On 6 August, 1859, the steamship Admella was wrecked on Carpenters Reef, about 1km off the coast of South Australia. It had left Port Adelaide the previous day, making its regular trip to Melbourne. One hundred and thirteen people were aboard – 84 passengers and 29 crew. For more than a week the wrecked and broken ship was stuck on the reef, its inhabitants slowly dying from hunger, thirst and exposure. Many attempts were made to rescue them, but terrible weather and bad luck meant every effort failed. Finally the wreck was reached by a lifeboat from Portland, Victoria: 24 people had survived the eight-day ordeal. Among them was George Hills, my great-great-grandfather. George had been washed off the boat during the first moments of the wreck, but was rescued by Soren Holm, an able seaman from Denmark; Holm drowned soon after while trying to reach shore and raise the alarm.
After his rescue, George, who was 24, married his fiancée Eliza Ridge; they had eight children including their youngest daughter Sarah, who was the mother of my grandmother, Nancy Bradley. George Hills died in 1916 at the age of 83.
Since 2009 I have been trying to write the story of George Hills. Richard Flanagan has spoken about those family stories that just nag at you until you get them written – his resulted in ‘The Narrow Road to the Deep North’, which I really didn’t like and which made me wonder if writing ‘the story that needs to be written’ is a bad impulse and that I should give it away.
For a while I did, but then last year I decided to start all over again and rewrite the story from the perspective of an alien creature, seeking refuge on Earth after her own planet had been ruined by human terraforming. Suddenly I started caring a lot more about the whole thing – as well as a story about trauma it became a story about learning to treasure these sweet little lives we’ve each been given, with all their awfulness and disappointment and smallness. It also became a story about our relationship with other species, one of my favourite obsessions.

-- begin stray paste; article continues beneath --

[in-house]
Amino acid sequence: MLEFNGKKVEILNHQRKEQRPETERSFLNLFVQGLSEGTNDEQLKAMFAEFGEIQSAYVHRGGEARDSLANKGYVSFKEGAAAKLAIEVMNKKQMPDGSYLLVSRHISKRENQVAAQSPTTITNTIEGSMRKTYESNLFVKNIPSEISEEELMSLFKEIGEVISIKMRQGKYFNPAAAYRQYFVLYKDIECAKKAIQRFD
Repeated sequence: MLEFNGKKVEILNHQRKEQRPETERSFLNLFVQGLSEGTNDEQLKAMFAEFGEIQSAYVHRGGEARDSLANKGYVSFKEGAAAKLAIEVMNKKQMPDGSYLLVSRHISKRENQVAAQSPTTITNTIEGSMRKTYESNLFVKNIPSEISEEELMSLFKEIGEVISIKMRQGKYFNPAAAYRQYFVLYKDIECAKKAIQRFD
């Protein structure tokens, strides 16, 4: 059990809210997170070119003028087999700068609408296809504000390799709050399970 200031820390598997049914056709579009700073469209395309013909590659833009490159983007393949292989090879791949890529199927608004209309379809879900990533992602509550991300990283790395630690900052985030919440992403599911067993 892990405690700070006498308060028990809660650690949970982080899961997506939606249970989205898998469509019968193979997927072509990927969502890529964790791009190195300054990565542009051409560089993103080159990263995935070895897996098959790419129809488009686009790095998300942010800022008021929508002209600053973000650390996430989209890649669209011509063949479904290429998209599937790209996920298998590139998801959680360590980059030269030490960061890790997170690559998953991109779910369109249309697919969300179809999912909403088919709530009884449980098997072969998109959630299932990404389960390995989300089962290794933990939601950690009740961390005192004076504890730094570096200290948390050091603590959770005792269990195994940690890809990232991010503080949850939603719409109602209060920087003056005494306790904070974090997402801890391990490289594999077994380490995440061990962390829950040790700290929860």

I know it’s traditional to wait until a book is published to acknowledge others’ contributions, but the way I see it the main thing is finishing the book, not getting it published. So I would like to note that I had so much help getting to the end of this project. My husband, Andy, is amazing – he really gets why someone would bother to waste their life plugging away at a piece of art that may never matter to anyone else. He also noticed that octopuses are probably from another dimension: that was very helpful.
Members of my family – particularly my mum and my uncle Andrew and cousin Cath – had already done so much of the research legwork before I even started, and cared enough about the story of the Admella to make me see its potential. My mum has read this novel in all its forms and the final version is probably her least favourite, so it would be nice if a real historical novelist would write this story for her in proper historical novel form: thanks! Marlee Jane Ward listened to me thrash the idea out of my head and into some kind of storyish form and said it was something that would work. Jane Ormond, Rose Mulready and Bridget Weller have been, as always, my stalwart writing companions. Charlotte Wood and Alison Manning ran a two-day workshop that helped me get my brain in the right shape to write this thing. My late uncle John – who knew about Australian history – fixed my terrible historical errors, encouraged me to keep going and shared a lot of plates of cheese-on-toast with me. Rose Mulready, Rose Michael and Patrick Allington all read drafts and made the thing so much better than it would otherwise have been.
I finished the final version in July. In August, Transit Lounge agreed to publish it. I am so grateful that Barry Scott, Transit Lounge’s publisher, exists and will take on strange genre-smearing work like mine. Here’s his description.
“Jane Rawson’s From the Wreck (May 2017) tells the story of George Hills, who survived the wreck of the Admella steamship off the South Australian coast in 1859. He is haunted by the spirit of a fellow survivor, Bridget Ledwith. Both real and transformative this is a novel imbued with poetry and feeling: a woman from another dimension seeks refuge on Earth and a little boy holds the entire history of another planet in his head. Like Walter Tevis’s The Man Who Fell to Earth it evokes an existential loneliness.”
The writing bit is over. Here comes all that other bit.